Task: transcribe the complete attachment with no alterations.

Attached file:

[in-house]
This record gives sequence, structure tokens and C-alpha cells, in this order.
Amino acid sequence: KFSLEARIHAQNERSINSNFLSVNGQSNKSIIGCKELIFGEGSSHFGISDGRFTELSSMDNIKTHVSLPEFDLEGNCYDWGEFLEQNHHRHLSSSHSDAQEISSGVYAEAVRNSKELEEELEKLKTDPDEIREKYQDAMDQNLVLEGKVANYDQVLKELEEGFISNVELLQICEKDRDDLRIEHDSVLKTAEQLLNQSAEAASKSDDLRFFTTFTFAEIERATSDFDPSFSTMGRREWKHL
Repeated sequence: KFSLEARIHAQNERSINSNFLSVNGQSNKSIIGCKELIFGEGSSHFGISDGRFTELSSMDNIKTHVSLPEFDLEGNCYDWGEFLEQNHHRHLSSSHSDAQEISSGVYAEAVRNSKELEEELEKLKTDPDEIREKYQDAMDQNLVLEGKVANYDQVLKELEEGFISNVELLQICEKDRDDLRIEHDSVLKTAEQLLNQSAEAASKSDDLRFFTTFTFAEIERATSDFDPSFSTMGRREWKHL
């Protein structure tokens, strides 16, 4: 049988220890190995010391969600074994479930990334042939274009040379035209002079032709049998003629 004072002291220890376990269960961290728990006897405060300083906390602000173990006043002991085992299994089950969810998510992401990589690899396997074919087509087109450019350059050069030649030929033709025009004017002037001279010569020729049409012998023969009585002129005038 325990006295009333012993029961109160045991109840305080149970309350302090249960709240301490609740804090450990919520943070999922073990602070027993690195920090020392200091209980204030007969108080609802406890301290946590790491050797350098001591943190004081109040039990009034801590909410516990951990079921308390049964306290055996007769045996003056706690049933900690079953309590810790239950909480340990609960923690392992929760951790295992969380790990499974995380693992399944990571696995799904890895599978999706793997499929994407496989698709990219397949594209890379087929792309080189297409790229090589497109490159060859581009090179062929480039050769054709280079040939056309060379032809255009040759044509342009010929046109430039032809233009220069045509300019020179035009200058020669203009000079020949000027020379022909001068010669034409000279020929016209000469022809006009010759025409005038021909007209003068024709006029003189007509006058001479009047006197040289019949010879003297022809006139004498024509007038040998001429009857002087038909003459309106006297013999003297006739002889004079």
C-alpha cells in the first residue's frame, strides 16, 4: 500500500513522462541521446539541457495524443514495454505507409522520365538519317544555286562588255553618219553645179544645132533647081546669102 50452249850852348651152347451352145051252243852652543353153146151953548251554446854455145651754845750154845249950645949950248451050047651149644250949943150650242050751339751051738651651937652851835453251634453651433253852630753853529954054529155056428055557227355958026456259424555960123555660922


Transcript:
[in-house]
This record gives sequence, structure tokens and C-alpha cells, in this order.
Amino acid sequence: KFSLEARIHAQNERSINSNFLSVNGQSNKSIIGCKELIFGEGSSHFGISDGRFTELSSMDNIKTHVSLPEFDLEGNCYDWGEFLEQNHHRHLSSSHSDAQEISSGVYAEAVRNSKELEEELEKLKTDPDEIREKYQDAMDQNLVLEGKVANYDQVLKELEEGFISNVELLQICEKDRDDLRIEHDSVLKTAEQLLNQSAEAASKSDDLRFFTTFTFAEIERATSDFDPSFSTMGRREWKHL
Repeated sequence: KFSLEARIHAQNERSINSNFLSVNGQSNKSIIGCKELIFGEGSSHFGISDGRFTELSSMDNIKTHVSLPEFDLEGNCYDWGEFLEQNHHRHLSSSHSDAQEISSGVYAEAVRNSKELEEELEKLKTDPDEIREKYQDAMDQNLVLEGKVANYDQVLKELEEGFISNVELLQICEKDRDDLRIEHDSVLKTAEQLLNQSAEAASKSDDLRFFTTFTFAEIERATSDFDPSFSTMGRREWKHL
């Protein structure tokens, strides 16, 4: 049988220890190995010391969600074994479930990334042939274009040379035209002079032709049998003629 004072002291220890376990269960961290728990006897405060300083906390602000173990006043002991085992299994089950969810998510992401990589690899396997074919087509087109450019350059050069030649030929033709025009004017002037001279010569020729049409012998023969009585002129005038 325990006295009333012993029961109160045991109840305080149970309350302090249960709240301490609740804090450990919520943070999922073990602070027993690195920090020392200091209980204030007969108080609802406890301290946590790491050797350098001591943190004081109040039990009034801590909410516990951990079921308390049964306290055996007769045996003056706690049933900690079953309590810790239950909480340990609960923690392992929760951790295992969380790990499974995380693992399944990571696995799904890895599978999706793997499929994407496989698709990219397949594209890379087929792309080189297409790229090589497109490159060859581009090179062929480039050769054709280079040939056309060379032809255009040759044509342009010929046109430039032809233009220069045509300019020179035009200058020669203009000079020949000027020379022909001068010669034409000279020929016209000469022809006009010759025409005038021909007209003068024709006029003189007509006058001479009047006197040289019949010879003297022809006139004498024509007038040998001429009857002087038909003459309106006297013999003297006739002889004079």
C-alpha cells in the first residue's frame, strides 16, 4: 500500500513522462541521446539541457495524443514495454505507409522520365538519317544555286562588255553618219553645179544645132533647081546669102 50452249850852348651152347451352145051252243852652543353153146151953548251554446854455145651754845750154845249950645949950248451050047651149644250949943150650242050751339751051738651651937652851835453251634453651433253852630753853529954054529155056428055557227355958026456259424555960123555660922